Like a lot of people, I’m rejoicing that the new season of DOWNTON ABBEY has started, while I simultaneously lament its imminent demise: This season is to be its last. But its tireless creator and head writer, Julian Fellowes, won’t be snoozing on a beach in the Bahamas. He’s taking a cue from Charles Dickens with his next project, BELGRAVIA, a novel told in serial form that will make the first of its eleven episodic appearances this coming April, right after DOWNTON will have concluded and many of us will be in the throes of mourning.
BELGRAVIA, set in that very tony neighborhood in mid-19th-century London, will be available first on the web, then will be published in a complete hard-copy editon by Grand Central in June, once all of the episodes have appeared. But Fellowes is wisely taking advantage of all the technology that Charles Dickens never could have imagined. Each of the episodes will be made available not only in digital but in audio, and subscribers, who will pay $13.99 for the entire package, will be able to switch back and forth between the two as they choose. In addition, there will be all sorts of bells and whistles—bonus materials, video clips, surprise extra features—embedded within each chapter through hyperlinks.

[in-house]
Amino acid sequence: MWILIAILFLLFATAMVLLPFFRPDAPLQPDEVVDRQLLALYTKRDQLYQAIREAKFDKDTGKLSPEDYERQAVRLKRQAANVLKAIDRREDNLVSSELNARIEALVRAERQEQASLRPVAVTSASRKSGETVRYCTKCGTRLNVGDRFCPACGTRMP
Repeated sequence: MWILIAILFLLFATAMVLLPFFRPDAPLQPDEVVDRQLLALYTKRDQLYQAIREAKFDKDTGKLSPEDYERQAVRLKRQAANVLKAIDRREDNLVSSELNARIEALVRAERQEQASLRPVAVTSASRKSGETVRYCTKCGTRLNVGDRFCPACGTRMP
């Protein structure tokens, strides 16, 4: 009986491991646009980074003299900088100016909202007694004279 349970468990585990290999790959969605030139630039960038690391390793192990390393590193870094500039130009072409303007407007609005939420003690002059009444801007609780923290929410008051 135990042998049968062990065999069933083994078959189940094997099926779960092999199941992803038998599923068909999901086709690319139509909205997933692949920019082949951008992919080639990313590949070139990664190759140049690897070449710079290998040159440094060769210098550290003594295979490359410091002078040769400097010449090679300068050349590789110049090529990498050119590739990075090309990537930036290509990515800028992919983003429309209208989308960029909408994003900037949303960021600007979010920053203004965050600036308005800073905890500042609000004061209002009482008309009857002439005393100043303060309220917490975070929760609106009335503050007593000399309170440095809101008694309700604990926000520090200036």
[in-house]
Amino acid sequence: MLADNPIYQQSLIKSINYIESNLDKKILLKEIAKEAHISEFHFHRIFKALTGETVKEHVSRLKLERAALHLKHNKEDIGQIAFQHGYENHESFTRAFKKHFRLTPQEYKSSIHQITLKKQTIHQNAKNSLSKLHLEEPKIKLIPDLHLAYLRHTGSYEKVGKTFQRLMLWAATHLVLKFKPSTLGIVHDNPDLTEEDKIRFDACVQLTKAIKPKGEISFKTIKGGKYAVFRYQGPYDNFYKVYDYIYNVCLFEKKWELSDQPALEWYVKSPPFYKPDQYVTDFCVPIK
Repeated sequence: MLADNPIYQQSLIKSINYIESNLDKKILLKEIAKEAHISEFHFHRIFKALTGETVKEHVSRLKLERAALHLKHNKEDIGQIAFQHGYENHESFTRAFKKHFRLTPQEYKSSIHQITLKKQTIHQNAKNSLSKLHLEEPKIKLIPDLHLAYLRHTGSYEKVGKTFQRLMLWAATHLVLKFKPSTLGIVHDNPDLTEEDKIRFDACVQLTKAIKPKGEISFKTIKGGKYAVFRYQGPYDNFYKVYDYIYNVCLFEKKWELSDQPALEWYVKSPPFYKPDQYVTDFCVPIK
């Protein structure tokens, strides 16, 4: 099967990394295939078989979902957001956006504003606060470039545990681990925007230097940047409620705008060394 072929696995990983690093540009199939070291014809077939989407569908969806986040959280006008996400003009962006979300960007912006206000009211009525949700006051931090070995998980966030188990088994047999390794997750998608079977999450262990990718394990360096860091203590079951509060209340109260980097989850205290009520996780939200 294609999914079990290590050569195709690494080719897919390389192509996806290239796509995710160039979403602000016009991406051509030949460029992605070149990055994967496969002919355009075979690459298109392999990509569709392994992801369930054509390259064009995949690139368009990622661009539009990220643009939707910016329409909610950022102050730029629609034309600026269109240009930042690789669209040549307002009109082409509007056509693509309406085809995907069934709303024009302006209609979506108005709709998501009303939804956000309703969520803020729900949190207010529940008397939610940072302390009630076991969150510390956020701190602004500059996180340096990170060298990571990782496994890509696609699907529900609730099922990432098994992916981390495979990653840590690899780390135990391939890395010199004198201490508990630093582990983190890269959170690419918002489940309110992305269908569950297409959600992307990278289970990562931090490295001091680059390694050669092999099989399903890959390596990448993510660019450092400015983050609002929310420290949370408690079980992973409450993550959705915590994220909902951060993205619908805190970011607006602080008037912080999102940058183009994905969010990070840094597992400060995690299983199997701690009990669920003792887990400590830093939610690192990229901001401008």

It’s likely to be one of those great web-based events, like NPR’s Serial podcast series, that captures the attention of a huge swath of the country. And if that is the case, it’s a fair bet that plenty of other big-deal books will receive similar treatment as time goes by. It’s one more way that technology will expand the reading experience, and make it something we can all share simultaneously on several different platorms.
Do I sound like I’m shilling here? So be it. Mr. Fellowes, I’m on! April can’t come soon enough.